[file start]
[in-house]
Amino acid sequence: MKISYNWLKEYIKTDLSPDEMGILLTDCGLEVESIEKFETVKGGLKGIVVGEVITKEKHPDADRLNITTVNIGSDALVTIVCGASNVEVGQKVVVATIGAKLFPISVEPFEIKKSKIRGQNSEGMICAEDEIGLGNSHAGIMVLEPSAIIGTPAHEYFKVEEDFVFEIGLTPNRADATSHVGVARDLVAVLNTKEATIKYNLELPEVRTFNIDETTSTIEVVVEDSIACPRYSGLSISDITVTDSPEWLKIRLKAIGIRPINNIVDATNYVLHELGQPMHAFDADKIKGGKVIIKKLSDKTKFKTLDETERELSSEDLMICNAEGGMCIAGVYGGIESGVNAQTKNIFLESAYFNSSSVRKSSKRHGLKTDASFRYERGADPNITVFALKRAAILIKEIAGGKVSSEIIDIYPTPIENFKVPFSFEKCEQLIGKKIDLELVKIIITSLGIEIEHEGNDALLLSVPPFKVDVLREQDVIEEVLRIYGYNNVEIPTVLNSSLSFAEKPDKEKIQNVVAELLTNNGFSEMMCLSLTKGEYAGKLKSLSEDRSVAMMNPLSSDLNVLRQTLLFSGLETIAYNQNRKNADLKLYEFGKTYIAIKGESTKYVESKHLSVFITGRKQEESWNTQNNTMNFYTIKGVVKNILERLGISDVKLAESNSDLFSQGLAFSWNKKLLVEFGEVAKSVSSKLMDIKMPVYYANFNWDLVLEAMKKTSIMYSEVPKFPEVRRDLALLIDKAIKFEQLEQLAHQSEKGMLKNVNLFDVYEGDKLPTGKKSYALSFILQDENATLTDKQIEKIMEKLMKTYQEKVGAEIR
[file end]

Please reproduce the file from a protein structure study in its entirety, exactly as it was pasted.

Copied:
[in-house]
Amino acid sequence: MKISYNWLKEYIKTDLSPDEMGILLTDCGLEVESIEKFETVKGGLKGIVVGEVITKEKHPDADRLNITTVNIGSDALVTIVCGASNVEVGQKVVVATIGAKLFPISVEPFEIKKSKIRGQNSEGMICAEDEIGLGNSHAGIMVLEPSAIIGTPAHEYFKVEEDFVFEIGLTPNRADATSHVGVARDLVAVLNTKEATIKYNLELPEVRTFNIDETTSTIEVVVEDSIACPRYSGLSISDITVTDSPEWLKIRLKAIGIRPINNIVDATNYVLHELGQPMHAFDADKIKGGKVIIKKLSDKTKFKTLDETERELSSEDLMICNAEGGMCIAGVYGGIESGVNAQTKNIFLESAYFNSSSVRKSSKRHGLKTDASFRYERGADPNITVFALKRAAILIKEIAGGKVSSEIIDIYPTPIENFKVPFSFEKCEQLIGKKIDLELVKIIITSLGIEIEHEGNDALLLSVPPFKVDVLREQDVIEEVLRIYGYNNVEIPTVLNSSLSFAEKPDKEKIQNVVAELLTNNGFSEMMCLSLTKGEYAGKLKSLSEDRSVAMMNPLSSDLNVLRQTLLFSGLETIAYNQNRKNADLKLYEFGKTYIAIKGESTKYVESKHLSVFITGRKQEESWNTQNNTMNFYTIKGVVKNILERLGISDVKLAESNSDLFSQGLAFSWNKKLLVEFGEVAKSVSSKLMDIKMPVYYANFNWDLVLEAMKKTSIMYSEVPKFPEVRRDLALLIDKAIKFEQLEQLAHQSEKGMLKNVNLFDVYEGDKLPTGKKSYALSFILQDENATLTDKQIEKIMEKLMKTYQEKVGAEIR